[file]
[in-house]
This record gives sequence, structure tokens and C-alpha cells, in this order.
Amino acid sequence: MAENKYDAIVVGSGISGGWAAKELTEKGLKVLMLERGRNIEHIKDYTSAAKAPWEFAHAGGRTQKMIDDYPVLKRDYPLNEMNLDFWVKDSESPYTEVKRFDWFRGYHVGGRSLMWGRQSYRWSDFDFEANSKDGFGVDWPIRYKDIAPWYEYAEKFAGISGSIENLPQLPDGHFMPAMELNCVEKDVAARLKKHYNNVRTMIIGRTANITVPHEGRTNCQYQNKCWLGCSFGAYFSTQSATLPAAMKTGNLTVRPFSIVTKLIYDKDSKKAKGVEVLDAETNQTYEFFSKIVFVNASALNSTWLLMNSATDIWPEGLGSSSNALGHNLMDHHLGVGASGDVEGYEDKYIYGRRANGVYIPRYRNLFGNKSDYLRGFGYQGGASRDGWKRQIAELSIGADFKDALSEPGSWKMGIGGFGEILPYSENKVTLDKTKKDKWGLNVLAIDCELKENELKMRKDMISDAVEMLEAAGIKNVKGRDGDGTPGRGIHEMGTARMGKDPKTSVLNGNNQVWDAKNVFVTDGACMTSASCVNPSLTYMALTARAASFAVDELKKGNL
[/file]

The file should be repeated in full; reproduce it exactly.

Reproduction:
[in-house]
This record gives sequence, structure tokens and C-alpha cells, in this order.
Amino acid sequence: MAENKYDAIVVGSGISGGWAAKELTEKGLKVLMLERGRNIEHIKDYTSAAKAPWEFAHAGGRTQKMIDDYPVLKRDYPLNEMNLDFWVKDSESPYTEVKRFDWFRGYHVGGRSLMWGRQSYRWSDFDFEANSKDGFGVDWPIRYKDIAPWYEYAEKFAGISGSIENLPQLPDGHFMPAMELNCVEKDVAARLKKHYNNVRTMIIGRTANITVPHEGRTNCQYQNKCWLGCSFGAYFSTQSATLPAAMKTGNLTVRPFSIVTKLIYDKDSKKAKGVEVLDAETNQTYEFFSKIVFVNASALNSTWLLMNSATDIWPEGLGSSSNALGHNLMDHHLGVGASGDVEGYEDKYIYGRRANGVYIPRYRNLFGNKSDYLRGFGYQGGASRDGWKRQIAELSIGADFKDALSEPGSWKMGIGGFGEILPYSENKVTLDKTKKDKWGLNVLAIDCELKENELKMRKDMISDAVEMLEAAGIKNVKGRDGDGTPGRGIHEMGTARMGKDPKTSVLNGNNQVWDAKNVFVTDGACMTSASCVNPSLTYMALTARAASFAVDELKKGNL